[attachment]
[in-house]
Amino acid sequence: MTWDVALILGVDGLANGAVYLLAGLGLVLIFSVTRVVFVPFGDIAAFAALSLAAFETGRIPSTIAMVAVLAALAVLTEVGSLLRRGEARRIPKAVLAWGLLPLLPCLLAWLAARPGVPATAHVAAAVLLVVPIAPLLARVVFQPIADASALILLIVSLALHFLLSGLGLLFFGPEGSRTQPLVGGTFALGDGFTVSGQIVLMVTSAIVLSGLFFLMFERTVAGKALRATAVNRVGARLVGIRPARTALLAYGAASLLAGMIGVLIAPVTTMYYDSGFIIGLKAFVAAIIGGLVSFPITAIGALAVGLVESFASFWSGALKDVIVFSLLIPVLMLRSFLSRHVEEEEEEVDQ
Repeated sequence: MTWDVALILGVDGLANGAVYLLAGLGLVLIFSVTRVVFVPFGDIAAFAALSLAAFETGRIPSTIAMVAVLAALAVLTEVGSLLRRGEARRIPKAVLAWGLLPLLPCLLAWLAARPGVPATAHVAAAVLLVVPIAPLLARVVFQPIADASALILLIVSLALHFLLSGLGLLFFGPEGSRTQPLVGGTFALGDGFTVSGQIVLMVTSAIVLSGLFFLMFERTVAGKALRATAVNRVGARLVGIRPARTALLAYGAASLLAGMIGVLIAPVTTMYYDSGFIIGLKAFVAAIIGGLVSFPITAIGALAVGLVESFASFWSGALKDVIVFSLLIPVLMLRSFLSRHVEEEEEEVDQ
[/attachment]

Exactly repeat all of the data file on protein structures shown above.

[in-house]
Amino acid sequence: MTWDVALILGVDGLANGAVYLLAGLGLVLIFSVTRVVFVPFGDIAAFAALSLAAFETGRIPSTIAMVAVLAALAVLTEVGSLLRRGEARRIPKAVLAWGLLPLLPCLLAWLAARPGVPATAHVAAAVLLVVPIAPLLARVVFQPIADASALILLIVSLALHFLLSGLGLLFFGPEGSRTQPLVGGTFALGDGFTVSGQIVLMVTSAIVLSGLFFLMFERTVAGKALRATAVNRVGARLVGIRPARTALLAYGAASLLAGMIGVLIAPVTTMYYDSGFIIGLKAFVAAIIGGLVSFPITAIGALAVGLVESFASFWSGALKDVIVFSLLIPVLMLRSFLSRHVEEEEEEVDQ
Repeated sequence: MTWDVALILGVDGLANGAVYLLAGLGLVLIFSVTRVVFVPFGDIAAFAALSLAAFETGRIPSTIAMVAVLAALAVLTEVGSLLRRGEARRIPKAVLAWGLLPLLPCLLAWLAARPGVPATAHVAAAVLLVVPIAPLLARVVFQPIADASALILLIVSLALHFLLSGLGLLFFGPEGSRTQPLVGGTFALGDGFTVSGQIVLMVTSAIVLSGLFFLMFERTVAGKALRATAVNRVGARLVGIRPARTALLAYGAASLLAGMIGVLIAPVTTMYYDSGFIIGLKAFVAAIIGGLVSFPITAIGALAVGLVESFASFWSGALKDVIVFSLLIPVLMLRSFLSRHVEEEEEEVDQ